American Alpine Jounrna and Accidents in North American Climbing

Australasia, New Zealand, The Darran Mountains, Fiordland Summary

  • Climbs And Expeditions
  • Climb Year:
  • Publication Year: 2005

Summer 2002/2003 – Autumn 2004

The Darran Mountains, Fiordland summary. The Darran Mountains are New Zealand’s greatest multi-pitch alpine rock venue. With technical diorite slabs and faces, occasional glacier approaches, and peaks up to 2,700m, this region offers a diversity of climbing opportunities for the beginner and advanced climber alike.

Activity in the Darrans is sporadic and largely weather dependant—the range’s coastal proximity and resultant high precipitation make climbing days precious. Limited flying-in opportunites make access difficult and progress slow on more technical climbs that require bolts. New routing in the Darrans requires time, commitment, and patience.

The 2002/2003 summer saw Craig Jefferies and visionary developer Paul Rogers complete an aid route on the isolated Sinbad Gully headwall. Their route, The Original Line, is rated 23 (5.11c)/A2+, 10 pitches, and was established over two seasons.

Long-time Darrans activist Dave Vass teamed up with Richard Turner and Rene Renshaw to make the first ascent of Mt. Mahere’s south face (2,137m), in the Lake Turner area, Central Darrans. It’s Alright—We Think is 10 pitches and grade 21 (5.10d). They also climbed a shorter route on the South Ridge of Mt. Milne (2,135m).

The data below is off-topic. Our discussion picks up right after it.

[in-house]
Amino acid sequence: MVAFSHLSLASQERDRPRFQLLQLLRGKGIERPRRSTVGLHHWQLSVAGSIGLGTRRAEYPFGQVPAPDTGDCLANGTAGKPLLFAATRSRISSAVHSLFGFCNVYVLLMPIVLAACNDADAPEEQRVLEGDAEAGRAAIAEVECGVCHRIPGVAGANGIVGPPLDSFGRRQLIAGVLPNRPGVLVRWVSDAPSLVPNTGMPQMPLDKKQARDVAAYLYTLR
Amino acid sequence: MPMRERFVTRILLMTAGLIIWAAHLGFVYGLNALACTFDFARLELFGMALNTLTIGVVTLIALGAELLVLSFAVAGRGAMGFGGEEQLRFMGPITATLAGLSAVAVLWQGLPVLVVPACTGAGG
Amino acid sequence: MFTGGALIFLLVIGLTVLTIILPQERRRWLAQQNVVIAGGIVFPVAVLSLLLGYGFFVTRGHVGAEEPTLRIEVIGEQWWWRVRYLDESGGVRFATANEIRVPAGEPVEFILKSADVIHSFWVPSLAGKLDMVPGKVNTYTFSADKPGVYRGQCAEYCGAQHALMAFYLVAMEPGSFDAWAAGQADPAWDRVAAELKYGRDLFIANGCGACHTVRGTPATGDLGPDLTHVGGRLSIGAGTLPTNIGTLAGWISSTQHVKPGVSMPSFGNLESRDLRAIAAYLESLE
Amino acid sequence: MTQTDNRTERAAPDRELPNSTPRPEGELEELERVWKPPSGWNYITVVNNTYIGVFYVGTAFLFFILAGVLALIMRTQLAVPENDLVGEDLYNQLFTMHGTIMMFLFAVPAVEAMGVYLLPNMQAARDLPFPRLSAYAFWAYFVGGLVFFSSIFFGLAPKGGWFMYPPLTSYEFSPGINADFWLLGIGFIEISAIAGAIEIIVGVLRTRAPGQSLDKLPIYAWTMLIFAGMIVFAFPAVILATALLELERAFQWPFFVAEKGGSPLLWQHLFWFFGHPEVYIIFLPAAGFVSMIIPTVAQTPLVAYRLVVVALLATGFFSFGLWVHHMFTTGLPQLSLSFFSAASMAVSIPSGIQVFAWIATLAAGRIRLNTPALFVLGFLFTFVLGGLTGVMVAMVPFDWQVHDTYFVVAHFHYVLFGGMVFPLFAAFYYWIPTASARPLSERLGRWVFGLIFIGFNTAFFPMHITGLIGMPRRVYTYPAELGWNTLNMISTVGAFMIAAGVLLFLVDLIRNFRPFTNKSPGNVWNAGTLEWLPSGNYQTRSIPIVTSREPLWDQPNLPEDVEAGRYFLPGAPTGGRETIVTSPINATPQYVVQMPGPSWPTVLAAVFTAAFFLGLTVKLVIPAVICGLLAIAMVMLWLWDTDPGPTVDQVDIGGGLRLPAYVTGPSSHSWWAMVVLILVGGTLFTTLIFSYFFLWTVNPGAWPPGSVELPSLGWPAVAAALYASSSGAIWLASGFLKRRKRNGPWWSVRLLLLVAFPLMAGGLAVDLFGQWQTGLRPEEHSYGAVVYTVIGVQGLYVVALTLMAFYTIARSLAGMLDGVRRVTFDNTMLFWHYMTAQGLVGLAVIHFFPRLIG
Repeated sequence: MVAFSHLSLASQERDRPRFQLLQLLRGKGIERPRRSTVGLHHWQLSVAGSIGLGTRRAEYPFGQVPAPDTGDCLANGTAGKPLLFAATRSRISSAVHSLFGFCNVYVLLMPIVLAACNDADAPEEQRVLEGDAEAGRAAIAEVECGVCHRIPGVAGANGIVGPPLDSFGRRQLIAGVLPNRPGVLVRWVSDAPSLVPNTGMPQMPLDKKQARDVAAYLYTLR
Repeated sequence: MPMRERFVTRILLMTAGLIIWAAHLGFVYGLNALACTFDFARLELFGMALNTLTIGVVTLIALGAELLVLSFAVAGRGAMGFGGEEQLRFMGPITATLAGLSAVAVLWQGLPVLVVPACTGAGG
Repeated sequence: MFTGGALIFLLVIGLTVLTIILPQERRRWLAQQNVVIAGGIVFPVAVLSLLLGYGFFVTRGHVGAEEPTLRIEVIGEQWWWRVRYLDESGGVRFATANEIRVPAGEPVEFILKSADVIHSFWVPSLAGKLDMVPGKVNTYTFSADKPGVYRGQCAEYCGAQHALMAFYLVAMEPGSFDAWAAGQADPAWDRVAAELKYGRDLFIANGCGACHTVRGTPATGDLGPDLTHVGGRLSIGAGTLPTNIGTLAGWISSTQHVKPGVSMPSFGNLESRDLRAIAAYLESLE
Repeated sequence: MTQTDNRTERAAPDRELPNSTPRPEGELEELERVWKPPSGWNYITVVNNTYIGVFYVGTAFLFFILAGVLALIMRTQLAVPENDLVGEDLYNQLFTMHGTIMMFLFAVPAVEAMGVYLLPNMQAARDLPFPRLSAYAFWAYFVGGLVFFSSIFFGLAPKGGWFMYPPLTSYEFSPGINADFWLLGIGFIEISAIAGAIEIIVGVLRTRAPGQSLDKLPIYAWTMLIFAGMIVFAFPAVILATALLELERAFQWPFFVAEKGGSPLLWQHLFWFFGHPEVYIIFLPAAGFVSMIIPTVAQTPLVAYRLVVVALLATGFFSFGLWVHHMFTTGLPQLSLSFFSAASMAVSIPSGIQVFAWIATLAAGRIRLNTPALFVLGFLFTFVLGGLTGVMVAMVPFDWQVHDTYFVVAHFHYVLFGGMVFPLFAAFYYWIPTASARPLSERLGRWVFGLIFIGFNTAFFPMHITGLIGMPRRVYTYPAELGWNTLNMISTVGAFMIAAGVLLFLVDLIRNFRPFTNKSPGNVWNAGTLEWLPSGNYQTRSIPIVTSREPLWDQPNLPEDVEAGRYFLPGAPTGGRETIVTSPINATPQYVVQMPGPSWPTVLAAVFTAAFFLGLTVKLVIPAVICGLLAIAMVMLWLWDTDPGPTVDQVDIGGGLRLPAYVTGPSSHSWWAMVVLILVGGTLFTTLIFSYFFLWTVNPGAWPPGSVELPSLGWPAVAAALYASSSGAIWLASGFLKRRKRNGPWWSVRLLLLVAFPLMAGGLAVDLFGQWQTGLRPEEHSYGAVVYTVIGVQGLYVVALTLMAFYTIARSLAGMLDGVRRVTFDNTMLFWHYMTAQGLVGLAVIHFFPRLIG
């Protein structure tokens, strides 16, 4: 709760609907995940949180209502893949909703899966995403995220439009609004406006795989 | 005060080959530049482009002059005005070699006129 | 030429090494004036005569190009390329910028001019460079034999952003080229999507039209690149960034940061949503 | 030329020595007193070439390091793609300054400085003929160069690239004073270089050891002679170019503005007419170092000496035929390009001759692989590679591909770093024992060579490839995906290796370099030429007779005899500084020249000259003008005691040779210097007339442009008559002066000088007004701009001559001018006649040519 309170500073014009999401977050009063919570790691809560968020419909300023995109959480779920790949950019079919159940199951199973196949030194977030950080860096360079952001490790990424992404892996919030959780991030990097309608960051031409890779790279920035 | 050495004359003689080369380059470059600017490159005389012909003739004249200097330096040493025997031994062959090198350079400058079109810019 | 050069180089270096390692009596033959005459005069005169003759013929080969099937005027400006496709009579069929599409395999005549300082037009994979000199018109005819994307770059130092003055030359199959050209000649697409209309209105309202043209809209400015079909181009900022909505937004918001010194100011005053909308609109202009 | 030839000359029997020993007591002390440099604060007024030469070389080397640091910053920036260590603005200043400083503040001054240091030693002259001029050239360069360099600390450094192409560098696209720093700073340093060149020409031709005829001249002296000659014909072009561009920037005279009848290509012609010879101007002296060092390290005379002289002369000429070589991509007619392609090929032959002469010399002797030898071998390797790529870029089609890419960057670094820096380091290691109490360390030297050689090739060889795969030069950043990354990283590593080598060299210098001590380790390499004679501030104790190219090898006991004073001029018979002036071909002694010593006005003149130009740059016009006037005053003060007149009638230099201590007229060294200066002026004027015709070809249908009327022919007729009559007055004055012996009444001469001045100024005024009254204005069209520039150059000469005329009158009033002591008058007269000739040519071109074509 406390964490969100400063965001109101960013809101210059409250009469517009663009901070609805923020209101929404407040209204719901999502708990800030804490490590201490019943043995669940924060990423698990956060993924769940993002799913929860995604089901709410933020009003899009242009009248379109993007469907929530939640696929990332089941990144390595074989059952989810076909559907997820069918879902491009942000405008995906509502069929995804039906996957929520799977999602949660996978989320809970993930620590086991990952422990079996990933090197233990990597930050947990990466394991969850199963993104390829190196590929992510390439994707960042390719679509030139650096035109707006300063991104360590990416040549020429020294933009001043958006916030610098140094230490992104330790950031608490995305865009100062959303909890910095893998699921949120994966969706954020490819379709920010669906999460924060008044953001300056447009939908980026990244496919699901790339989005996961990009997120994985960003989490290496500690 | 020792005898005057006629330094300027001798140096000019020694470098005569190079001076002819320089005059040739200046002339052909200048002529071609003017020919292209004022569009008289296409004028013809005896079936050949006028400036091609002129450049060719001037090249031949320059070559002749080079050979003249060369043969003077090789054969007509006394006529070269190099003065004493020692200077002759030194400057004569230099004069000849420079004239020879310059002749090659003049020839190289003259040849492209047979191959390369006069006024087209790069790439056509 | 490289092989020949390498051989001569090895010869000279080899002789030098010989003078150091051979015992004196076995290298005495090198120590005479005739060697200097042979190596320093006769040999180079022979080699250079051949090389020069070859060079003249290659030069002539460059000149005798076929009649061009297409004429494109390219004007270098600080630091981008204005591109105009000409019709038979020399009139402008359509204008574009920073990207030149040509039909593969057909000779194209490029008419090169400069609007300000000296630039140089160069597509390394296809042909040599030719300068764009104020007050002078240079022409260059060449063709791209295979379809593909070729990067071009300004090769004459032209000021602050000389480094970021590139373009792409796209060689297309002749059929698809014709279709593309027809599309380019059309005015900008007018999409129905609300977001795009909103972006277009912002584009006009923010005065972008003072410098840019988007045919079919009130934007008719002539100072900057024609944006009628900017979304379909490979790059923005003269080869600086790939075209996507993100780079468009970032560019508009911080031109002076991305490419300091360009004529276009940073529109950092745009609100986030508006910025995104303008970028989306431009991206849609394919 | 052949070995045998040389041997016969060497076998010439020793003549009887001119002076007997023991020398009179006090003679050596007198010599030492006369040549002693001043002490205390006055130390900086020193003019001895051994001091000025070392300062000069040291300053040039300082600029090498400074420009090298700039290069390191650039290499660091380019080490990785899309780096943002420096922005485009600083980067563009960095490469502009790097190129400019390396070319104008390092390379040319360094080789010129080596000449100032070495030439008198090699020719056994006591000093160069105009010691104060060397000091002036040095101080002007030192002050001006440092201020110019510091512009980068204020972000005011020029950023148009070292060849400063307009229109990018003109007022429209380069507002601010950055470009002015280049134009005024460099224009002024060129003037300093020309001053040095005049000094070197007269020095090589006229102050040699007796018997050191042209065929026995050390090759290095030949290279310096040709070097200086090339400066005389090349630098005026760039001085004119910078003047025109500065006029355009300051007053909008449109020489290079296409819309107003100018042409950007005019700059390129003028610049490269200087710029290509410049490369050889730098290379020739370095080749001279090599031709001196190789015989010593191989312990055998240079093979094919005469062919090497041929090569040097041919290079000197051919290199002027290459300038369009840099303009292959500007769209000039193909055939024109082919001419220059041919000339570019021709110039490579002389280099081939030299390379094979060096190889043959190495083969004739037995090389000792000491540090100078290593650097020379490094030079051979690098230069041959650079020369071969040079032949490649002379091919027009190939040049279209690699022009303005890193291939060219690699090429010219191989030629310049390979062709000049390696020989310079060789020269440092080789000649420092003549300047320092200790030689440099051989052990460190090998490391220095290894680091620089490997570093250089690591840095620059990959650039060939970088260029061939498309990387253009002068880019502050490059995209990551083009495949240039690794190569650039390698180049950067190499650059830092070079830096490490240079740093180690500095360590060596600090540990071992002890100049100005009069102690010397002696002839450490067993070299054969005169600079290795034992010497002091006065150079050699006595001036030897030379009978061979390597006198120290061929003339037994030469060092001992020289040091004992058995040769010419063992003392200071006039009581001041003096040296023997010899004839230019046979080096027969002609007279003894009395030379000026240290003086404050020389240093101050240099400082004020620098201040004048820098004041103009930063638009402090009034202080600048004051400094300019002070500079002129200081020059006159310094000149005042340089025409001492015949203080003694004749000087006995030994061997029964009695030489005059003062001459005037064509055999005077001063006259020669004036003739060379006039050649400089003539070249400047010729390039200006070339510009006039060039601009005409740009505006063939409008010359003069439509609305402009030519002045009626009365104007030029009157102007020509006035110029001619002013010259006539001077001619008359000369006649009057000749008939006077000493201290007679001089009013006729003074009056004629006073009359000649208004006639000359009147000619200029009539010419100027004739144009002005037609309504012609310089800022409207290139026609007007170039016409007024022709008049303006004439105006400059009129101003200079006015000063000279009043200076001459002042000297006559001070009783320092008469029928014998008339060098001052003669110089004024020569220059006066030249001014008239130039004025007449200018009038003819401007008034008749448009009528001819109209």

Also in the Central Darrans Keith Riley, Craig Jefferies, and Brigid Allan climbed the south face of Mt. Milne at grade 19 (10b), 5 pitches with 300m of scrambling to the summit, the east face of Tarewai (2,158m), 6 pitches, grade 18 (10a), and a short line on the west face of Mt. Milne.

Steve Carr, an active new-router and soloist from Otago made the first rope-solo of the ultra classic Labyrinth, grade 22 (11a), six pitches. Labyrinth is located on the north face of Barrier Knob (1,879m); a broad, steep face of glacier- and water-eroded diorite only a three- hour walk from the area’s base hut, Homer Hut (NZAC). This face is growing in popularity and has seen a surge of quality new lines in the last three years. Murray Judge (active new router on alpine rock since the 1970s), Wayo Carson, Matt Squires, and Jamie Foxley have all contributed mixed bolts and natural pro lines at grades up to to 23 (11c).

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